SMU Football Scandal Fall Project

By: Tyler Hopkins

Background of the crime

The Southern Methodist University football scandal also known as "Ponygate" was an incident where the football program at Southern Methodist University was investigated for massive violations of NCAA rules and regulations. The most serious violation was the operation of a slush fund, witch means they where paying players under the table. This occurred through 1970-1986. All of these violations took place with the school administrations full awareness and understanding. They knew the team was violating NCAA rules.


The university's football program was investigated by the NCAA on and off from 1970-1986. They received many violations and have been put on probation more than any other team during the time period. Although the NCAA investigated and provided the consequences for the program, WFAA sports director from channel 8, Dale Hanson decided to follow up on unanimous tips given to the news station. He invited former SMU players in to talk and really took the initiative in the investigation and publicized it, allowing the NCAA to follow up on his findings.

Time period

This situation took place from 1970 till about 1990. It was a pretty corrupt time in the college sports world because a lot of teams where violating recruiting rules and doing everything they could to get the best players out there. This time period had a big effect on SMU because they felt they could take advantage of what was going on. Since "everyone" was doing it.


The obvious suspect in this was the SMU football coaching staff and athletic director. But the SMU board of governors chairman Bill Clements was a big name in the case. Clements was extremely involved in the slush fund, he initially lied about the situation when he was going to run for governor of Texas, witch caused much more suspicion than what was already circulating. Along with the coaching staff and Clements, more school officials players and boosters where involved in the scandal. The most notable booster was Sherwood Blount, jr, a very wealthy real-estate developer.

Psychological profile

What the suspects of this scandal where doing was very popular during this time. It doesn't make it right. It just means there was nothing really messed up with the people involved. Other than they where un honest and cheated to win, witch in sports is not fair and deserves punishment.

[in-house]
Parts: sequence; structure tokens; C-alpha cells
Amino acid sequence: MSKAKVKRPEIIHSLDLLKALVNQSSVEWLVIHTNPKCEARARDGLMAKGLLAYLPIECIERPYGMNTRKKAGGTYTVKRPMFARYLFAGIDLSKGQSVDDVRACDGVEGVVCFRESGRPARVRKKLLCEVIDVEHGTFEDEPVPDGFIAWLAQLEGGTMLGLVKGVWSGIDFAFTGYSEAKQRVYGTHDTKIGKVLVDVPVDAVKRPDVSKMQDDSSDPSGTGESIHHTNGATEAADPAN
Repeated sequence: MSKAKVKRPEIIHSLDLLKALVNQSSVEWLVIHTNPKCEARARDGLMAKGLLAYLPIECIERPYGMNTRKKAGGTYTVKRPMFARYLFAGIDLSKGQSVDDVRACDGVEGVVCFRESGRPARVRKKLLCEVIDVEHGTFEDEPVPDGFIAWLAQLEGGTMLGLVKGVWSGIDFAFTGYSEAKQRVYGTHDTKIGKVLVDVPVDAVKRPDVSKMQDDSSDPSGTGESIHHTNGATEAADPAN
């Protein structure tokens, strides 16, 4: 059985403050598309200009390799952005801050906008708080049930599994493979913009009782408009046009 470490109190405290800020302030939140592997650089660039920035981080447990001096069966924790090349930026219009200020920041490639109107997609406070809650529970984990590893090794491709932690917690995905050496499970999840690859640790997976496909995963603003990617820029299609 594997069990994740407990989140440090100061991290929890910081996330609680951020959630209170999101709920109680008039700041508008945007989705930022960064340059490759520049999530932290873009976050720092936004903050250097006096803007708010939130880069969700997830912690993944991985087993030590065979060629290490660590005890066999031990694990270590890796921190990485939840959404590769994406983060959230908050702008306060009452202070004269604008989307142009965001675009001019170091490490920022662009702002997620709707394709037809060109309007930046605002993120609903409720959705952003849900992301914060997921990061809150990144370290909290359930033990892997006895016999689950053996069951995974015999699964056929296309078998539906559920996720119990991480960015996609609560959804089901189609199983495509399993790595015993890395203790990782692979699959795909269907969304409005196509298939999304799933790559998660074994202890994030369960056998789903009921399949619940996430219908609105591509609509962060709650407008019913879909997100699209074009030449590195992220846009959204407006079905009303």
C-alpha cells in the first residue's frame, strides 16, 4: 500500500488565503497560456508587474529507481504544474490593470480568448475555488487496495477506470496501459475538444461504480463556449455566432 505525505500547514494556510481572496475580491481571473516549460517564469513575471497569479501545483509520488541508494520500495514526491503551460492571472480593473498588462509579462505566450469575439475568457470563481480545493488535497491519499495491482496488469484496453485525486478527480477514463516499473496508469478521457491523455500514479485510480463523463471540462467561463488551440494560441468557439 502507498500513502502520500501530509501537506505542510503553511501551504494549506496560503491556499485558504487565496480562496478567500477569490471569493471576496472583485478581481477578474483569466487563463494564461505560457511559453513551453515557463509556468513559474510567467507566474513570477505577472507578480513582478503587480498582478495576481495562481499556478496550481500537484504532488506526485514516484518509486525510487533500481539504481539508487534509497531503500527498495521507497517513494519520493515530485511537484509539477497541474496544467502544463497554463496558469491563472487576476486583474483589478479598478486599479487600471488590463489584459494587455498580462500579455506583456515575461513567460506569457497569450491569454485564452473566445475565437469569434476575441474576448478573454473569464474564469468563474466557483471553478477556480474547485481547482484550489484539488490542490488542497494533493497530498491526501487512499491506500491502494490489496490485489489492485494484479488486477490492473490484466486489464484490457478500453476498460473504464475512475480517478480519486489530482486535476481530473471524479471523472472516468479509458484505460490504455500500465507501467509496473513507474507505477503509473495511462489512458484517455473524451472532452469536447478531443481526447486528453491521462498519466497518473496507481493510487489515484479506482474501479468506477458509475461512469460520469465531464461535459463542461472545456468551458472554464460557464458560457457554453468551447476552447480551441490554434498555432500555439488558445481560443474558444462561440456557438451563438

A lot of evidence in this scandal came from confessions, while dale Hanson was interviewing former SMU football players. David Stanley, a former player said that SMU paid him 25,000 dollars, he informed NCAA officials that he basically had a contract with SMU, that assured he would continue to be paid. As the investigation went on, this piece of evidence became more credible when SMUs Clements admitted to paying players during an interview. When asked if they would stop paying players, he answered saying once we fulfill the promises to our athletes in the program now, we will make changes. Along with those things, after the case came to an end, recordings of conversations where found and provided more proof to the obvious violations.

Other facts

There were two former players that where extremely open in talking about the situation. Sean stopperich and David Stanley where former players at SMU that both received money to play at the university. They talked specifically how the university gave thousands of dollars to both their families and themselves.


At the end of this investigation the university was penalized with the "death penalty", witch meant the football program would be shut down. The penalty was enforced in 1987 and would last until 1990. This was so big in the sports world because it was the first time any program of any sport was given the "death penalty". Since then there have only been 4 more to receive it. The NCAA decided to do this after the interview with Clements when he obnoxiously said he paid his players, and had contracts with his players.

Other theories

It's obvious that SMU where paying there players and deserved the punishments given, the situation was handled properly even though it took a little long to get to the end of it. They have good evidence and it all relates well to the violation.